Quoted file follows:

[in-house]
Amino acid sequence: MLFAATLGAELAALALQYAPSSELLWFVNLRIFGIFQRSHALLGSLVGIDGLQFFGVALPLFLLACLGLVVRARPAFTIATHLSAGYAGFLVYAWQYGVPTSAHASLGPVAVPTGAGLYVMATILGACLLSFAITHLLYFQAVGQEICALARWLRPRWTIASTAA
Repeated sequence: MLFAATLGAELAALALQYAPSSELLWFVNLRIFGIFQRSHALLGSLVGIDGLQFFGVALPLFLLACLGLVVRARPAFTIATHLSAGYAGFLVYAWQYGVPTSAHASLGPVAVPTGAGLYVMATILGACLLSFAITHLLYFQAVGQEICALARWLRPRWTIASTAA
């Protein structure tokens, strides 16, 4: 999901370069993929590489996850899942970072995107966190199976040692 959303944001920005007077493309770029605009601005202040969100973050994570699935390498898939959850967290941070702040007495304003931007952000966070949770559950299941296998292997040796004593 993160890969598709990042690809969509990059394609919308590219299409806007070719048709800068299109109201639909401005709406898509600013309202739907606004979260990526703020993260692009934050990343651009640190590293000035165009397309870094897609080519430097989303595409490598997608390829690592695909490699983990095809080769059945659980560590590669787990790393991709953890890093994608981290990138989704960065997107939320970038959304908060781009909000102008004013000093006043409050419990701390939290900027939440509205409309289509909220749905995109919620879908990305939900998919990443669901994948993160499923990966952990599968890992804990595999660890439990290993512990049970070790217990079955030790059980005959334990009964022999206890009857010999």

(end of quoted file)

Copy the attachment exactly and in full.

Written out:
[in-house]
Amino acid sequence: MLFAATLGAELAALALQYAPSSELLWFVNLRIFGIFQRSHALLGSLVGIDGLQFFGVALPLFLLACLGLVVRARPAFTIATHLSAGYAGFLVYAWQYGVPTSAHASLGPVAVPTGAGLYVMATILGACLLSFAITHLLYFQAVGQEICALARWLRPRWTIASTAA
Repeated sequence: MLFAATLGAELAALALQYAPSSELLWFVNLRIFGIFQRSHALLGSLVGIDGLQFFGVALPLFLLACLGLVVRARPAFTIATHLSAGYAGFLVYAWQYGVPTSAHASLGPVAVPTGAGLYVMATILGACLLSFAITHLLYFQAVGQEICALARWLRPRWTIASTAA
């Protein structure tokens, strides 16, 4: 999901370069993929590489996850899942970072995107966190199976040692 959303944001920005007077493309770029605009601005202040969100973050994570699935390498898939959850967290941070702040007495304003931007952000966070949770559950299941296998292997040796004593 993160890969598709990042690809969509990059394609919308590219299409806007070719048709800068299109109201639909401005709406898509600013309202739907606004979260990526703020993260692009934050990343651009640190590293000035165009397309870094897609080519430097989303595409490598997608390829690592695909490699983990095809080769059945659980560590590669787990790393991709953890890093994608981290990138989704960065997107939320970038959304908060781009909000102008004013000093006043409050419990701390939290900027939440509205409309289509909220749905995109919620879908990305939900998919990443669901994948993160499923990966952990599968890992804990595999660890439990290993512990049970070790217990079955030790059980005959334990009964022999206890009857010999």